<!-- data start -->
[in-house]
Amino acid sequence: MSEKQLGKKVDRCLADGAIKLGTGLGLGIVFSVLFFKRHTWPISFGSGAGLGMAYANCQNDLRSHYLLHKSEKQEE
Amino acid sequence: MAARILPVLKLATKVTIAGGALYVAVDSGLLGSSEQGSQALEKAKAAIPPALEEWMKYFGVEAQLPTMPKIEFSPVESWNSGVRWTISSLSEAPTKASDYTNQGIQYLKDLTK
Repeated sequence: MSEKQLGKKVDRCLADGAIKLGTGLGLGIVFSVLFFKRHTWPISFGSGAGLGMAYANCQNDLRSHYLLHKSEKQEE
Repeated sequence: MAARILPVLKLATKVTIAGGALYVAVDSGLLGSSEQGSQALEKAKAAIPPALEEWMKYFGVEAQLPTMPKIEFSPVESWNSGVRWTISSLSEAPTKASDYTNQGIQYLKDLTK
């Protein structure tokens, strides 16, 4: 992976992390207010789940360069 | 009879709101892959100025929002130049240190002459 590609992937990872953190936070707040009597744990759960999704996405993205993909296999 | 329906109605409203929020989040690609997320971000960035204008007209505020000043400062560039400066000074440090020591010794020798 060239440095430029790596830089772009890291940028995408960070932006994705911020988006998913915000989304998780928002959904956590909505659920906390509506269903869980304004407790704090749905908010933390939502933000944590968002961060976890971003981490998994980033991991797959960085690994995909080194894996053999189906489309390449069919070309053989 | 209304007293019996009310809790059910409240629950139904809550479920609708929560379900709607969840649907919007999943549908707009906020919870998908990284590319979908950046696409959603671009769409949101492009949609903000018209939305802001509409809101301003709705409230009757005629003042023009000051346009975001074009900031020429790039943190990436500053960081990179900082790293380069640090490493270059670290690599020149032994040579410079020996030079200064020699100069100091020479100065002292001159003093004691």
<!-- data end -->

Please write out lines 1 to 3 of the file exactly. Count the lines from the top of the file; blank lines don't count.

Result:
[in-house]
Amino acid sequence: MSEKQLGKKVDRCLADGAIKLGTGLGLGIVFSVLFFKRHTWPISFGSGAGLGMAYANCQNDLRSHYLLHKSEKQEE
Amino acid sequence: MAARILPVLKLATKVTIAGGALYVAVDSGLLGSSEQGSQALEKAKAAIPPALEEWMKYFGVEAQLPTMPKIEFSPVESWNSGVRWTISSLSEAPTKASDYTNQGIQYLKDLTK